As I opined in my opening statement, although the question behind the debate may have a obvious answer to many Muslims, like many debates on the existence of God with Atheists, or the Prophethood of Muhammed (saaw) with Christians – obvious questions are always useful to help renew one’s convictions and deepen ones understandings about one’s own beliefs.
I was honoured to be joined on the panel by three highly esteemed academics, Professor Oliver Scharbrodt, Director of Chester Centre of Islamic Studies, Safaruk Chowdhury, published author, Theologian and Academic and Professor Robert Gleave, Director of Islamic Reformulation Project, University of Exeter.
It was an excellent discussion, conducted respectfully, with depth of knowledge – plus debating academics who studied Islam meant I didn’t have to translate the technical Arabic words I used for jurisprudential terms. It was my favourite style of debate, intellectual, measured and with considered points being made.
The debate was beneficially quite different to previous debates in the angles being debated and discussed (which is why multiple debates on a topic are always useful). The main and simple argument used to show that Islam doesn’t need reform, is quite simply that Islam and Islamic law has always been able to easily expand to deal with new situations brought about by technology and culture, without needing to change its fundamental prescriptions and laws. I made the simple point that people still commit theft today, like they did 1,400 years ago – why should we abolish the law prohibiting theft? Indeed, considering that the Islamic Caliphate in the 8th-9th century spanned a area of land that took many months to traverse simply to get to one end, applying Islamic laws and ideas in the modern world would actually be much easier. This is no different to how ‘Democracy’ is thought of by the West as a ‘modern’ system, despite it being 1,000 years older than the time of Prophet Muhammed (saaw).
Two of the academics approached Islam from a historical perspective, and argued that Islam was a historical phenomena, that has always been changing due to mujadideen (‘renewers’) which they claimed could equally mean ‘reformers’, and therefore ‘reformation’ is not a new phenomenon. They also argued that ‘modern interpretations’ of Islam exist and are equal in value to other interpretations.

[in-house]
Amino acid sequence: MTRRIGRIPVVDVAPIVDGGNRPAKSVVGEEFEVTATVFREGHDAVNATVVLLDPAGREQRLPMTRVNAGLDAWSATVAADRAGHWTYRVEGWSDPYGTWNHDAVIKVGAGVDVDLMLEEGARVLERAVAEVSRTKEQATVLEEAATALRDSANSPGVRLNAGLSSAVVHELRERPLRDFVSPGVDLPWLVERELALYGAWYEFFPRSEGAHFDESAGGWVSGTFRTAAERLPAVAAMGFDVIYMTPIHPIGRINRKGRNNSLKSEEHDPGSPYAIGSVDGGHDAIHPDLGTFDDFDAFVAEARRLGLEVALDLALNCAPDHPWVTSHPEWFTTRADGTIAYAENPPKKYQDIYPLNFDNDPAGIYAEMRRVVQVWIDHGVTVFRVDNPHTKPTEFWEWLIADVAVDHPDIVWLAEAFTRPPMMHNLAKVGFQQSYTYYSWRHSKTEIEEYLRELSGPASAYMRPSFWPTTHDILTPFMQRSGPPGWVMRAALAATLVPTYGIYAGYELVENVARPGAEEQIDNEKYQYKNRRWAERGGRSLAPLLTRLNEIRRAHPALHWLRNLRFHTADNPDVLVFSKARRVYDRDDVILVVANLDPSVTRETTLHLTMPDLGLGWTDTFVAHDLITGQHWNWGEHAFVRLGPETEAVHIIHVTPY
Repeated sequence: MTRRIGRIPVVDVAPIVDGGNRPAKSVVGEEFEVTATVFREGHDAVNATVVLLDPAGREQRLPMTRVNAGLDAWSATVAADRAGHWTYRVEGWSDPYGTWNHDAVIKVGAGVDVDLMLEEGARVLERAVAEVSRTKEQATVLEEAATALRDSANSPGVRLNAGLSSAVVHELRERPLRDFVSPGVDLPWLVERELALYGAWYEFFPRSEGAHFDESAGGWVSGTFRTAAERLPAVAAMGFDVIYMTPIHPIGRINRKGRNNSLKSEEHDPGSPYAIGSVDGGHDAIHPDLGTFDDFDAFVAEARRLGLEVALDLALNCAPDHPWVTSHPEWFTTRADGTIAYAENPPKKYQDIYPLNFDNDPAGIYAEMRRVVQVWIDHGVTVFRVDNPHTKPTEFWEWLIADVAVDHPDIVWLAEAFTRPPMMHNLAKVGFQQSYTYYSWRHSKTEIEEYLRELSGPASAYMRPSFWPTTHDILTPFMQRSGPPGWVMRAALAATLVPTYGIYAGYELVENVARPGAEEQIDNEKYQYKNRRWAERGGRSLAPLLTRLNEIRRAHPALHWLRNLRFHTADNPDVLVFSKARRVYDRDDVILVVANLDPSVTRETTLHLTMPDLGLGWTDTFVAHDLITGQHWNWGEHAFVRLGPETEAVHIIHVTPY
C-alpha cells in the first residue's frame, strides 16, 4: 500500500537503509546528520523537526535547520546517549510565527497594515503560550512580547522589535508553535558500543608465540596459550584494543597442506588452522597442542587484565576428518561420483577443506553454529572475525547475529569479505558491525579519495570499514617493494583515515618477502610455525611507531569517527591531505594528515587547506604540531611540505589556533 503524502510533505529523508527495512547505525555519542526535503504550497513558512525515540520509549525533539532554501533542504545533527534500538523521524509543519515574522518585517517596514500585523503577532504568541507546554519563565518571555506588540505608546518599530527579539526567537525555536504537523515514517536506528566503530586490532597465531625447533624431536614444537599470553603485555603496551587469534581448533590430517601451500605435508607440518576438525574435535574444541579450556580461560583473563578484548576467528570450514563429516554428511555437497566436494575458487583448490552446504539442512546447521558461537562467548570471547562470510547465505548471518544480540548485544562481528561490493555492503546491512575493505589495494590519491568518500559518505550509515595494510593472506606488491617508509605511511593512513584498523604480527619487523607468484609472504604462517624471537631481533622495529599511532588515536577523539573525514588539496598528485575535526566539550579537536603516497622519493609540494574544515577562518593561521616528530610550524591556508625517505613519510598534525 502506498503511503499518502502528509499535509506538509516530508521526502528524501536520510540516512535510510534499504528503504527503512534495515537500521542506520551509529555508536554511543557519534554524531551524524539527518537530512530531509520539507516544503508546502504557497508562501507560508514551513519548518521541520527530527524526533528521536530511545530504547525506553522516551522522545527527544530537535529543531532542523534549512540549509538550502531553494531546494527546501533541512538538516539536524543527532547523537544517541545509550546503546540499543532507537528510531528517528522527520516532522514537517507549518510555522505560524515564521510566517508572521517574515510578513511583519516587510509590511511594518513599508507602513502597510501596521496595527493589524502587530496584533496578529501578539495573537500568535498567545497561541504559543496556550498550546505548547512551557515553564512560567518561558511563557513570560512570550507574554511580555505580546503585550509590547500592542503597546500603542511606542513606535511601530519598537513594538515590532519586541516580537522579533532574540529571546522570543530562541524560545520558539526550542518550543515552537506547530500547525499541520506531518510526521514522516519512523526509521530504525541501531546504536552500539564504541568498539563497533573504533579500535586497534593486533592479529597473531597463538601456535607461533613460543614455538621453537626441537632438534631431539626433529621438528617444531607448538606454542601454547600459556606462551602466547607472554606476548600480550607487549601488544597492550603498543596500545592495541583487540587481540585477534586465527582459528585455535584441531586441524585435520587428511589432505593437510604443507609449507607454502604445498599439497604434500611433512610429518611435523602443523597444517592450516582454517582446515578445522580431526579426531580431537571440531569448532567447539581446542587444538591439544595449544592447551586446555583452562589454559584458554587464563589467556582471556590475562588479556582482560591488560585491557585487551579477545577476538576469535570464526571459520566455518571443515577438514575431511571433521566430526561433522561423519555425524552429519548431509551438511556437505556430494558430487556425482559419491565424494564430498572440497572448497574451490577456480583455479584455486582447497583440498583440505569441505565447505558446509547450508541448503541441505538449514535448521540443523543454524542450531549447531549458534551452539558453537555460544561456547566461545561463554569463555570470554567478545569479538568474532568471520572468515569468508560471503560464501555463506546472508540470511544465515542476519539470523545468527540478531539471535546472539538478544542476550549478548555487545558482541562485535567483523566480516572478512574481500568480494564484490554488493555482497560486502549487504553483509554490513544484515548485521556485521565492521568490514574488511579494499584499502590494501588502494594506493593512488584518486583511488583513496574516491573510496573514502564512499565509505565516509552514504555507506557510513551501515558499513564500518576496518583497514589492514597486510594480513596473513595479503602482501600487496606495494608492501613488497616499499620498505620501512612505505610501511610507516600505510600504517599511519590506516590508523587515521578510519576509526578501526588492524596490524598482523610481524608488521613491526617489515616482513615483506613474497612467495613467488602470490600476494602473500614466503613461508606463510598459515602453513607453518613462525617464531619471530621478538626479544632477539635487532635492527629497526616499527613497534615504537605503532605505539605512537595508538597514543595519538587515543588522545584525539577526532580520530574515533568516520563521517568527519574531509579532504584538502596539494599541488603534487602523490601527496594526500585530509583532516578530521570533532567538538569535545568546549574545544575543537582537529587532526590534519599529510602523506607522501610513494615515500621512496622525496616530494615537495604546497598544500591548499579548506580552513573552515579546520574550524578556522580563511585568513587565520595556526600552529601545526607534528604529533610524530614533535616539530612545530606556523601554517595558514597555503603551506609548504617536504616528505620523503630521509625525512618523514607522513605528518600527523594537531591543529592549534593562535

Saf and myself argued that Islam have never underwent changes. The Mujadideen were merely restorers who never brought anything new, but re-emphasised that which was already part of Islam, but forgotten or neglected. Saf criticised ‘modernism’ for its invalid methodology in interpreting Islamic texts, while I made the point that modernists do not interpret Islamic texts, but follow interpretations of Secular Liberalism and its sub-sects (like Feminism), and attempt to ‘read them into’ Islamic texts. This is not exegesis (letting the text speak for itself), but eisegesis (putting in favoured meanings into the words used in a text, not defined by the text itself).
These were two of the central issues in the debate, but the rest of the debate had too many interesting points to list (without writing a transcript in the process). However, it was fortuitous that the debate was live-streamed, and I’m told that a HD copy will be published soon Inshallah.
Well done to the organisers, and to the audience for the well thought-out and succinct questions and comments they made during the Q/A session.